A 10,000 population was sufficient to economically support a small town commercial center. Having watched Green Valley grow from sand dunes as far as the eye could see and sensing its future, Willis proposed a Town Center plan on the 75 acres along the northern edge of Green Valley community that would expand in stages, as Green Valley grew in population. The proposed Town Center was to be located at the corner of Green Valley Parkway where it crosses the four lanes of Sunset highway at the northern edge of the town and to be built in four stages.
Because the artifice of nearby Las Vegas overwhelms the region, we decided to address “the problem” hypothetically. Two questions were posed: can a stereotypically suburban armature produce a traditional urban center over time? Can myth-poetic environmentalism produce a meaningful architectonic vocabulary?
To address these questions the design team agreed on a 7-point design agenda: use traditional urbanism by emphasizing the street, the plaza, the village green and the atrium courtyard; utilize a traditionally sized grid of blocks and streets as a basis for commercial development, convenient parking and the establishment of neighborhood addresses; sequence a series of steps that anticipate the rate of residential growth in the community; embrace an urban landscape ideal that is utopian in a formal and visual sense, but use regional and native plant materials; recognize the pressures exerted by the natural environment upon pedestrians, buildings, public space and vehicles through a comprehensive and integrated design strategy for dealing with the seasonal extremes of the desert climate; attempt to establish an authentic, rather than artificial, regional architectural style, through a mytho-poetic process which links generic architectonic building expressions, regional decorative motifs and local materials; establish a neighborhood in the traditional sense by mixing housing, appropriate civic building types, like post offices, with commercial development to promote and prolong street activity before, during and after work hours.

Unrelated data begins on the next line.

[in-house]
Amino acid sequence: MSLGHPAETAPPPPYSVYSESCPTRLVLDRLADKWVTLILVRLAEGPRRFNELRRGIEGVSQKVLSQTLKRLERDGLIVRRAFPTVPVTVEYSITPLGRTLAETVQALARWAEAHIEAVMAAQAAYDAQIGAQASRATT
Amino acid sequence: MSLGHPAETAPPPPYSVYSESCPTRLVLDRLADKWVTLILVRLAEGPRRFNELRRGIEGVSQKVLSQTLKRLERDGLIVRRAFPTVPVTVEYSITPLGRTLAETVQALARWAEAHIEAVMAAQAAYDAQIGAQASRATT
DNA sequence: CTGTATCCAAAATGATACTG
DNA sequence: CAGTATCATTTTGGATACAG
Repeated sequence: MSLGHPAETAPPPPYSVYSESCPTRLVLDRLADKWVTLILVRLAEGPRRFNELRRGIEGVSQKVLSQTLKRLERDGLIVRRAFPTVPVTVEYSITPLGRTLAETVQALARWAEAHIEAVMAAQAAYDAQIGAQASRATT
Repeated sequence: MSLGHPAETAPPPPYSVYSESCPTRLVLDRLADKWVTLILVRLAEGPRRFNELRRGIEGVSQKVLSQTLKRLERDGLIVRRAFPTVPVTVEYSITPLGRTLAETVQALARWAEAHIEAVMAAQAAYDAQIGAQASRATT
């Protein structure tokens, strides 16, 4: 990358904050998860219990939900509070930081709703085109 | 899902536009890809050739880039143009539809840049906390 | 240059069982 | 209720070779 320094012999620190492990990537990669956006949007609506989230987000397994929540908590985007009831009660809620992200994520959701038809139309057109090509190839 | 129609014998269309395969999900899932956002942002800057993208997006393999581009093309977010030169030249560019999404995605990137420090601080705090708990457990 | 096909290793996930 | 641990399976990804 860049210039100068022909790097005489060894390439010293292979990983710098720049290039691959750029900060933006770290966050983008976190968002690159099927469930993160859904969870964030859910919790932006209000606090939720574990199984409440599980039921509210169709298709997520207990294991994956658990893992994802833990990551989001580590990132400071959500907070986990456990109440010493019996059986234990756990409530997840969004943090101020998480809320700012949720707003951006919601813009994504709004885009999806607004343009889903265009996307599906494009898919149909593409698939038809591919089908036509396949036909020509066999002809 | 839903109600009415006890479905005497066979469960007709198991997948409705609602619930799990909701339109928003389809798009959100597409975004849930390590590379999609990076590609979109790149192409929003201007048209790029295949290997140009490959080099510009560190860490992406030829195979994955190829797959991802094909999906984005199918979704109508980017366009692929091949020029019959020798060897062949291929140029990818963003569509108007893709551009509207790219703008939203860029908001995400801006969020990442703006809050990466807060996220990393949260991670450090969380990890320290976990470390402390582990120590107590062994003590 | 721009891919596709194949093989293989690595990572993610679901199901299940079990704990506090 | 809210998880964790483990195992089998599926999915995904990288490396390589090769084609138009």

We planned the east-to-west arcaded streets so that a flexible hierarchy of spaces and places like the shopping street and an orchard-like tree pattern in the parking lots. Vertical structures, like the tall, rectangular wind towers, were used as visual markers. The “cool-place” towers with internal misting water were designed to provide convective summer time cooling.
We laid out a 250 feet x 250 feet street grid that absorbed about 40% of the surface parking normally associated with retail development. This grid was scaled to accommodate and encourage pedestrian movement. The cornice heights of buildings were fixed in specific locations to allow adjacent special use buildings, such as a library and public spaces like the Village Green, to vary in size and shape.
The entry to the proposed enclosed shopping mall was on the corner of Green Valley Parkway and Sunset Highway. The entry to the mall in turn leads to a covered pedestrian shopping street, which circled a two-story department store located in the center. The department store would “anchor” this end of the main arcaded shopping street that traversed the length of the town center, ending at another department store. Offices were to be located in the two floors above the shops.
The proposed village green intersected at the center of the arcaded street. A children’s center, a four-plex movie house, and the ice skating rink edged the village green at the intersection with the curved arcaded street. Covered cafes, fast food, and leisurely dining facilities were designed to face onto the green, adjacent to the entertainment facilities, providing both day and nighttime activities. To the north of the Village Green we located a post office, sports, a two hundred rooms, five-story hotel, apartment and office buildings with retail, a park and playground.
The project was never built.